Once you’ve heard the words “Jair Bolsonaro, president of Brazil” you have to prepare yourself to hear, in the future, “Marine Le Pen, president of France”. We already have a far-right Italian deputy prime minister, Matteo Salvini, but Bolsonaro’s victory also signals that Salvini could one day rule without the restraint of a coalition partner. The Brazilian president’s victory was, in short, the first case study in how a financial elite responds when faced with a choice between fascism and the left.
The left, in Brazil’s case, was no longer the radical left. The Workers’ Party (PT) had a proud history of representing the poor, but had accustomed itself to running a corrupt and corporate form of state capitalism. So when Bolsonaro and his army of online trolls speak of saving Brazil from the fate of Venezuela, they are distorting reality. But that will not stop the president trying to jail the PT’s leaders, destroying trade union power and suppressing left-wing protest. This, however, is not the reason the Brazilian middle class supported Bolsonaro.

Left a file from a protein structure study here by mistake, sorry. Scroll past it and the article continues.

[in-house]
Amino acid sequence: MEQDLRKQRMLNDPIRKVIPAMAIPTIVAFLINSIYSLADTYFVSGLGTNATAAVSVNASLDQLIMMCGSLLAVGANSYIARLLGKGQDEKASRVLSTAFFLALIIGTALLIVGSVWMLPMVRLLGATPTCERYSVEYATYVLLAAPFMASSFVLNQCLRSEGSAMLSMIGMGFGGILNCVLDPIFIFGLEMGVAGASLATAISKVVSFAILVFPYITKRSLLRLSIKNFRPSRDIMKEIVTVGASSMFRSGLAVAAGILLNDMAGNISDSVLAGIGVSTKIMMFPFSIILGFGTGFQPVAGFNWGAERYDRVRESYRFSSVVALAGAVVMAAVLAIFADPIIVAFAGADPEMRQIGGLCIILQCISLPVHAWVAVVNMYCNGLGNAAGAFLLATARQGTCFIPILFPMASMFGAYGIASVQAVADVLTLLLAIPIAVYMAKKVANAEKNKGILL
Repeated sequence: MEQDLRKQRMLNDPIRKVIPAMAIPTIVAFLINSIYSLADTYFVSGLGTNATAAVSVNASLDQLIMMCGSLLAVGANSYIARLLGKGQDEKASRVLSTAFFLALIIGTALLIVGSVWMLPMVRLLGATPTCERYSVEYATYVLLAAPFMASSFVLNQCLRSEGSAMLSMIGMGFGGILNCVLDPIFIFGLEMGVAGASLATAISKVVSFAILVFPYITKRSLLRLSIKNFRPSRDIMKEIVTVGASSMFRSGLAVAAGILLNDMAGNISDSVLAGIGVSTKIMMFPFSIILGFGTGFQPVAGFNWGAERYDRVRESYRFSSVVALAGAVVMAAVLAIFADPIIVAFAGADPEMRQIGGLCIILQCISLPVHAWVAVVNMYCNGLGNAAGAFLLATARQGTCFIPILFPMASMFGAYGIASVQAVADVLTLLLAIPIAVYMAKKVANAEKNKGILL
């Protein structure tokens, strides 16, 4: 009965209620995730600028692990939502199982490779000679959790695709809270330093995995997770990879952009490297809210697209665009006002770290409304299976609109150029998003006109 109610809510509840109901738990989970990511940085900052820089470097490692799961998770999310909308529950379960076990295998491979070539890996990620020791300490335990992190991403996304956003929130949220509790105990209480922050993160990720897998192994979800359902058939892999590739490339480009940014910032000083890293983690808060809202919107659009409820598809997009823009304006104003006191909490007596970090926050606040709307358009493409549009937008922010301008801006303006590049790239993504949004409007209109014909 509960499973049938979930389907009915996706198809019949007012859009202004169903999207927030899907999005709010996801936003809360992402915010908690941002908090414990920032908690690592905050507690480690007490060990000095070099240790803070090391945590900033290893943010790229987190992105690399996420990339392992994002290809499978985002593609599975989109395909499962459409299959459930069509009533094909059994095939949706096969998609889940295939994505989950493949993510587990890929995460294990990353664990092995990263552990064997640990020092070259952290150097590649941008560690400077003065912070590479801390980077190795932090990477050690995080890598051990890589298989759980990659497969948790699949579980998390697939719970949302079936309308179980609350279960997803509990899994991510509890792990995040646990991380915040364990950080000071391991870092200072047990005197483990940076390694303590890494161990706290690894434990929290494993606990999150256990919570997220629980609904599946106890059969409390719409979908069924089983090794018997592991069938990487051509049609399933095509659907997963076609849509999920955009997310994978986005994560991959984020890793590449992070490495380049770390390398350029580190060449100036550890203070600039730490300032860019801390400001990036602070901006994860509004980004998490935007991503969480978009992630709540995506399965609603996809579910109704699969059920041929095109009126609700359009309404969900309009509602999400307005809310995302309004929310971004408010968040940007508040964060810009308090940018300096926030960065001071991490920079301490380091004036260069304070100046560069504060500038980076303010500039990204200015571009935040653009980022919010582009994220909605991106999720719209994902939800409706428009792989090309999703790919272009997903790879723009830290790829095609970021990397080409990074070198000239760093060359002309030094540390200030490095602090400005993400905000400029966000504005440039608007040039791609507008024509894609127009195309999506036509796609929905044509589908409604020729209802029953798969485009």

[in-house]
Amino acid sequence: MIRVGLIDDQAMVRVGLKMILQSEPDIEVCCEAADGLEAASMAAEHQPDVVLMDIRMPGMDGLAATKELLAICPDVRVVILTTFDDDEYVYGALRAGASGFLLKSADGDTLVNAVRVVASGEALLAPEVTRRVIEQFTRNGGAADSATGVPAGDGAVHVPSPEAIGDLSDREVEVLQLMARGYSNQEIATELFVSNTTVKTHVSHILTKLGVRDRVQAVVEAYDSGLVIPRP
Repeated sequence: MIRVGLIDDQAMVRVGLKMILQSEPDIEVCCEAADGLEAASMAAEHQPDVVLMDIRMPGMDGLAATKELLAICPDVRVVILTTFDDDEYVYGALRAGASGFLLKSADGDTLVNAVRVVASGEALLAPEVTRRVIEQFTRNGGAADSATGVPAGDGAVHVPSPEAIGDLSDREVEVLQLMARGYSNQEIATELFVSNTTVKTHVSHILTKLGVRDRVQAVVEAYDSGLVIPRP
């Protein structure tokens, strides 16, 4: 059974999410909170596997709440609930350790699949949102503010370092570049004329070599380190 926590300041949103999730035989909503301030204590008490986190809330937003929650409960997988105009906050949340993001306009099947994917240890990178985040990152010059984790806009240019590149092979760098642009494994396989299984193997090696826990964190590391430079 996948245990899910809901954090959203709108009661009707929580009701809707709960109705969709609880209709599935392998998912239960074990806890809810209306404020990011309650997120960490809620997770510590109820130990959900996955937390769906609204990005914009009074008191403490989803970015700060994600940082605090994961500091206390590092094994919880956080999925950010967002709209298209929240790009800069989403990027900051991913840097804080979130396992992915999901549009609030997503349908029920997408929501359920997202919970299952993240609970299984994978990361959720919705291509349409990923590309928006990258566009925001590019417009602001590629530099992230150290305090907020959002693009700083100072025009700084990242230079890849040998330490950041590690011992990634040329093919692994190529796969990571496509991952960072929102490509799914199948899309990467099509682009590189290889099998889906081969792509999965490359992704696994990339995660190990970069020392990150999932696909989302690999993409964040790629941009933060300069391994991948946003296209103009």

Across the world, the neoliberal economic project is under stress. Though elites everywhere wish to continue with the bonanza of free central bank money, low taxation and the destruction of welfare states, they understand that consent for this cannot be maintained. Beginning with the Greek crisis in 2015, then Brexit in 2016 and the victory of Donald Trump thereafter, we’ve seen a series of attempts to reorder the neoliberal world by force. [Continue reading…]